Results of this research by Dr. Richard Lieu, a UAH physics professor, and Dr. Jonathan Mittaz, a UAH research associate, were published Monday in the "Astrophysical Journal."
Proving Einstein right might become a problem for the standard cosmological model of how the universe was formed because Einstein's theory also predicts that the cosmic microwave background shouldn't look the way it does, according to Lieu
The problem, he
says, is that cool spots in the microwave background are too uniform in size to have traveled across almost 14 billion light years from the edges of the universe to Earth.
"Einstein's theory of how gravity attracts light, coupled with the uneven distribution of matter in the near universe, says you should have a spread of sizes around the average, with some of these cool spots noticeably larger and others noticeably smaller," he
The problem, says Lieu
, is that not only is the average about right, but far too many of the spots themselves are "just right" with too little variation in sizes.Given the uneven distribution of matter in an expanding universe, he
says, we should see a broader size distribution among the cool spots by the time that radiation reaches Earth.
The distribution of matter and the expanding universe are important because they have opposite effects on the "shape" of space and the paths taken by light, microwaves and other radiation as they zip through the cosmos.
An expanding universe would tend to "stretch" space, causing radiation to disperse as it flies through.That dispersion would make objects appear to an observer to be smaller than they really are, as if the light went through a concave lens.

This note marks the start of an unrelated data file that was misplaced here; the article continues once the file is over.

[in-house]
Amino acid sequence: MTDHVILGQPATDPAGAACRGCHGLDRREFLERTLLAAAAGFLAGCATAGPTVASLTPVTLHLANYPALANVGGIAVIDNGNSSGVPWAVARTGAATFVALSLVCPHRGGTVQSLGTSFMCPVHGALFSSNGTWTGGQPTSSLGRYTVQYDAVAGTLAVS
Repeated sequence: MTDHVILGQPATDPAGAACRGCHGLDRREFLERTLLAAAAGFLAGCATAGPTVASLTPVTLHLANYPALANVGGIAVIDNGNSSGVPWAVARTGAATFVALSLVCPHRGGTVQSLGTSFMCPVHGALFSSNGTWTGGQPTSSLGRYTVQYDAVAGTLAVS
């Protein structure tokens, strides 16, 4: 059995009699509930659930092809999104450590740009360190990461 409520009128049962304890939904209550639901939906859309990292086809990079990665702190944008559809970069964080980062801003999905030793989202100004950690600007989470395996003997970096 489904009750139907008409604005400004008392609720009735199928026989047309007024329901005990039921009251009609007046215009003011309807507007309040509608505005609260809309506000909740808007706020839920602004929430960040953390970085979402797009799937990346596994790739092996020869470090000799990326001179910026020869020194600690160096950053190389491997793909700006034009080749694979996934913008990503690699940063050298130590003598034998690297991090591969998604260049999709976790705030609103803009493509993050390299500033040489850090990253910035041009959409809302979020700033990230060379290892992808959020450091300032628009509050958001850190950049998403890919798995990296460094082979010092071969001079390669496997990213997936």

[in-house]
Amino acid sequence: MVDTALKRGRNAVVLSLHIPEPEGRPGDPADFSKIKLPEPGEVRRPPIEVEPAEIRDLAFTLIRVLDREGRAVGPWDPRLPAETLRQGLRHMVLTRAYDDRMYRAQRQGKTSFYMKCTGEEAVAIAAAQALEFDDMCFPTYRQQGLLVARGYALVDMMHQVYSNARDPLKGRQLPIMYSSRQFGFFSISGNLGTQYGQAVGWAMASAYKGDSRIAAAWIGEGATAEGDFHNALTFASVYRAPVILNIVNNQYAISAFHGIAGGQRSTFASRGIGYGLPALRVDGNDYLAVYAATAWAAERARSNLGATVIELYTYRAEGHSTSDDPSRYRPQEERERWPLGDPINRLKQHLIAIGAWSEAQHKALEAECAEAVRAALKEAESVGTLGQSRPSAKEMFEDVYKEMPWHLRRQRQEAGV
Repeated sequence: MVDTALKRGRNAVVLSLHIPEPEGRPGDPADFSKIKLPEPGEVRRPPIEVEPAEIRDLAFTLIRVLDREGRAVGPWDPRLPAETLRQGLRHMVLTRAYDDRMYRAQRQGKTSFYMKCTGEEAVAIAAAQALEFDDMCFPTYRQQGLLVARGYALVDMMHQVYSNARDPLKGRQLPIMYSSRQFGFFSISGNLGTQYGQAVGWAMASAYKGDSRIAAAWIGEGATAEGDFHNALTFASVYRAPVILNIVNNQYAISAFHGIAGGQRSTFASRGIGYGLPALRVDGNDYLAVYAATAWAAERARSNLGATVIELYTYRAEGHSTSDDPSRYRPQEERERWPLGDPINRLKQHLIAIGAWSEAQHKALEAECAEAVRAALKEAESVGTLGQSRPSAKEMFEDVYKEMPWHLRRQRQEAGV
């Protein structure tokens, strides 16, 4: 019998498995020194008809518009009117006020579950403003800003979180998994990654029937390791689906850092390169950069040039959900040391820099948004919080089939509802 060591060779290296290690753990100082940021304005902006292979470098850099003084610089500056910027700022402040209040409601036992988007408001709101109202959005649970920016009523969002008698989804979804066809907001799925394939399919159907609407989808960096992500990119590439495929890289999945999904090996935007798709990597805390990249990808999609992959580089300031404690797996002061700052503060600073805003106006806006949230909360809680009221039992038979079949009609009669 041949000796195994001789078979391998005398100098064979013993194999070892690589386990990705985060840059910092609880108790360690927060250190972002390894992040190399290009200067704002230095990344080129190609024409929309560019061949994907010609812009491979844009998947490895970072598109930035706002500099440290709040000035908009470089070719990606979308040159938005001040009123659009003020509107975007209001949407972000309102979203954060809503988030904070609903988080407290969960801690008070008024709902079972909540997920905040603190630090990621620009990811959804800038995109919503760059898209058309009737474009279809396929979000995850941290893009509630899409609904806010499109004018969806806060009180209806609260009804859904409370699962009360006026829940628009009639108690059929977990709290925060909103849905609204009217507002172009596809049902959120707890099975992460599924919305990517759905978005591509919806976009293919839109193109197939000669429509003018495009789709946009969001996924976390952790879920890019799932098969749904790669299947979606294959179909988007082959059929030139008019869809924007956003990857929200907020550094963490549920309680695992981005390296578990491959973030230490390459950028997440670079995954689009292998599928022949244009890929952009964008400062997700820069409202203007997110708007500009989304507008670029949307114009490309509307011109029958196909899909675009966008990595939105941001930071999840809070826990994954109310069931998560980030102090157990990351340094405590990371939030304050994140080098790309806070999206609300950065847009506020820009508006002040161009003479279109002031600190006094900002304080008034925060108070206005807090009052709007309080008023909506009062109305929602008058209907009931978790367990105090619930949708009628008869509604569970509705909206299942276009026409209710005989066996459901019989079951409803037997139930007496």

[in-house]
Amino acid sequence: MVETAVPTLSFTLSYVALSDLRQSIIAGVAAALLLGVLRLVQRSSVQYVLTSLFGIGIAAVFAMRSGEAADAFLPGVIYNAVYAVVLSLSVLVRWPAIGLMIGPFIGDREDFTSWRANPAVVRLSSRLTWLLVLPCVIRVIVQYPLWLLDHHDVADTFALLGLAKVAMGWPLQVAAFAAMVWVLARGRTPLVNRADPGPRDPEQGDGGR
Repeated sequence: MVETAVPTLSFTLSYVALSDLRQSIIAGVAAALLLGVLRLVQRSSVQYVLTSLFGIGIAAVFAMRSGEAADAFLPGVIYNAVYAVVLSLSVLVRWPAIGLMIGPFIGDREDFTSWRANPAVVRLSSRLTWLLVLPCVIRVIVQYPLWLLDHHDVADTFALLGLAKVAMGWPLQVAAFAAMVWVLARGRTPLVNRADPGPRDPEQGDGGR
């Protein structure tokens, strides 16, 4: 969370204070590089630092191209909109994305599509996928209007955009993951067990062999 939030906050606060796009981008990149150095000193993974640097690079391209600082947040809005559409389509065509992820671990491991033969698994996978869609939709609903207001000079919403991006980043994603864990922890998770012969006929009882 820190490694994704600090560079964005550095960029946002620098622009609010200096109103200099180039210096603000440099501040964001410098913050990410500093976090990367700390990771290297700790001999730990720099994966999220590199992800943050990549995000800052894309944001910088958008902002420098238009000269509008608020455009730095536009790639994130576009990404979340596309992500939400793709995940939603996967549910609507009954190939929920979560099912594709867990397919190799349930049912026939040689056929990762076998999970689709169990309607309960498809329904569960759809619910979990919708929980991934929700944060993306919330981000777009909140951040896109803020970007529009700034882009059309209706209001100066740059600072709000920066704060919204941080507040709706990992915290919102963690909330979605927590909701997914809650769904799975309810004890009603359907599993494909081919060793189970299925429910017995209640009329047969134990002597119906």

"As far as we know," said Lieu
, "the expansion takes place smoothly everywhere.
"But you don't see this fluctuation," said Lieu
If the cool spots are too uniform to have traveled to Earth from near the beginning of time, Lieu
says cosmologists are left with several alternative explanations.
The first is that the cosmological parameters (including the Hubble constant, the amount of dark matter, etc.) used to predict the original, pre-lensed sizes of the cool and hot spots in the microwave background might be wrong.These parameters could be adjusted to predict a narrower range of sizes on either side of the "pre-lensed" average.
Then, after the effect of gravitational lensing is folded in, the resulting average size and size dispersion would agree with what WMAP actually saw, said Lieu
."This approach is the most conservative, but would still result in an overhaul of the standard model."
"Or, could it be that although the radiation itself is from far away, some of these cool spot structures are caused by nearby physical processes and aren't really remnants of the universe's creation?"Lieu
In research published April 10 in the "Astrophysical Journal, Letters," Lieu
and Mittaz found that evidence provided by WMAP point to a slightly "super critical" universe, where there is more matter (and gravity) than what the standard interpretation of the WMAP data says.